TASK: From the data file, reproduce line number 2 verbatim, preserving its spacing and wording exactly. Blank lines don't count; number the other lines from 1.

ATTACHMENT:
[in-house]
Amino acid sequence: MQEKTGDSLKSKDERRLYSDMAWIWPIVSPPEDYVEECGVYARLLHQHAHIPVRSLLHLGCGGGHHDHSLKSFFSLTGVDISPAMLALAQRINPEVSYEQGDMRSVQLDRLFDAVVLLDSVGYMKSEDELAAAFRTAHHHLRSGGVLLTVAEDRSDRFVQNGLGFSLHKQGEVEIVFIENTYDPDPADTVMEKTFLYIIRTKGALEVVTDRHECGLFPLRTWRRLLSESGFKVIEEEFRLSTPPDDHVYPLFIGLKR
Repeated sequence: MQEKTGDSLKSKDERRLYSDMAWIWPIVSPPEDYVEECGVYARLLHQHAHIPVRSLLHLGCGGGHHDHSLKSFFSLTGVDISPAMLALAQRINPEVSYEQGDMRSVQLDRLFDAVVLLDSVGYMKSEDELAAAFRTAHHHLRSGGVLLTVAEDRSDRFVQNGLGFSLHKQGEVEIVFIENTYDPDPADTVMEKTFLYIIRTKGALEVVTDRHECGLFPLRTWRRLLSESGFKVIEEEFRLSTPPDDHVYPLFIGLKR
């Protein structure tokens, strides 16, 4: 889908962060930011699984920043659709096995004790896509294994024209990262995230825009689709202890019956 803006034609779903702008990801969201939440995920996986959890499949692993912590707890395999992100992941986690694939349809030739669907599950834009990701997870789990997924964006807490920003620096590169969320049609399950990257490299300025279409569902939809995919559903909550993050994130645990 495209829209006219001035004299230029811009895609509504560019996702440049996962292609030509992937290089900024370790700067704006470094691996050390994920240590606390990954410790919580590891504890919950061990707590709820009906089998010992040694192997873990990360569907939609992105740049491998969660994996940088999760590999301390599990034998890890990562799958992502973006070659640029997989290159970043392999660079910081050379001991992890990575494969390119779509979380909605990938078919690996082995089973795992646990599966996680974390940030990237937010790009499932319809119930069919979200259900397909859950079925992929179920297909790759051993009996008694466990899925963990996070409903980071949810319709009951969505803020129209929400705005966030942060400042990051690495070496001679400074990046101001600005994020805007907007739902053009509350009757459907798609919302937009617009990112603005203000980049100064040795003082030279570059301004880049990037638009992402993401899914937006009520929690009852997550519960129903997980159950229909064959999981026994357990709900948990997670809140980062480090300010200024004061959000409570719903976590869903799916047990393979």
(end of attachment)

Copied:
Amino acid sequence: MQEKTGDSLKSKDERRLYSDMAWIWPIVSPPEDYVEECGVYARLLHQHAHIPVRSLLHLGCGGGHHDHSLKSFFSLTGVDISPAMLALAQRINPEVSYEQGDMRSVQLDRLFDAVVLLDSVGYMKSEDELAAAFRTAHHHLRSGGVLLTVAEDRSDRFVQNGLGFSLHKQGEVEIVFIENTYDPDPADTVMEKTFLYIIRTKGALEVVTDRHECGLFPLRTWRRLLSESGFKVIEEEFRLSTPPDDHVYPLFIGLKR